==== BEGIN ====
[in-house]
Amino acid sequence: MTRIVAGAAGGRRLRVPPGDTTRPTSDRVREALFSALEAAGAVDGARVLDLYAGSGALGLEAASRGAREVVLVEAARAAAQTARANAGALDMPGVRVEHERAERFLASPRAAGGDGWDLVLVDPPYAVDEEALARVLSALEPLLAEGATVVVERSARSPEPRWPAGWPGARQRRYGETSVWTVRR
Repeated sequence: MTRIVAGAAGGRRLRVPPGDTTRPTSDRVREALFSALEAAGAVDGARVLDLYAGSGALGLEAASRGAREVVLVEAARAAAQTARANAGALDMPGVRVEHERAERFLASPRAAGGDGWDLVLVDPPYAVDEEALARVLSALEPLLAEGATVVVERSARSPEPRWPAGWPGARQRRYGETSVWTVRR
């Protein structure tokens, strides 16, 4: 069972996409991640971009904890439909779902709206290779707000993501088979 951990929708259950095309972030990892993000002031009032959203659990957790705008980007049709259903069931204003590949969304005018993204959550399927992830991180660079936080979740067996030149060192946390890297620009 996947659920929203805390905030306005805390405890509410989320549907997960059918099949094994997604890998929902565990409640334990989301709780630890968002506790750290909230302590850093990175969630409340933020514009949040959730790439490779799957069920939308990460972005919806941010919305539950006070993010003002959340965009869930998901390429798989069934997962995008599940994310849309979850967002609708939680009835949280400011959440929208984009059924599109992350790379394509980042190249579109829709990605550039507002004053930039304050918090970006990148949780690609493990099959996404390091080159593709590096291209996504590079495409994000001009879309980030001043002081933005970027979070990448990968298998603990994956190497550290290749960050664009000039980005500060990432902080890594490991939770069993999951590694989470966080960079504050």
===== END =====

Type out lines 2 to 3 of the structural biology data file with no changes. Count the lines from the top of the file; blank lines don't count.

Amino acid sequence: MTRIVAGAAGGRRLRVPPGDTTRPTSDRVREALFSALEAAGAVDGARVLDLYAGSGALGLEAASRGAREVVLVEAARAAAQTARANAGALDMPGVRVEHERAERFLASPRAAGGDGWDLVLVDPPYAVDEEALARVLSALEPLLAEGATVVVERSARSPEPRWPAGWPGARQRRYGETSVWTVRR
Repeated sequence: MTRIVAGAAGGRRLRVPPGDTTRPTSDRVREALFSALEAAGAVDGARVLDLYAGSGALGLEAASRGAREVVLVEAARAAAQTARANAGALDMPGVRVEHERAERFLASPRAAGGDGWDLVLVDPPYAVDEEALARVLSALEPLLAEGATVVVERSARSPEPRWPAGWPGARQRRYGETSVWTVRR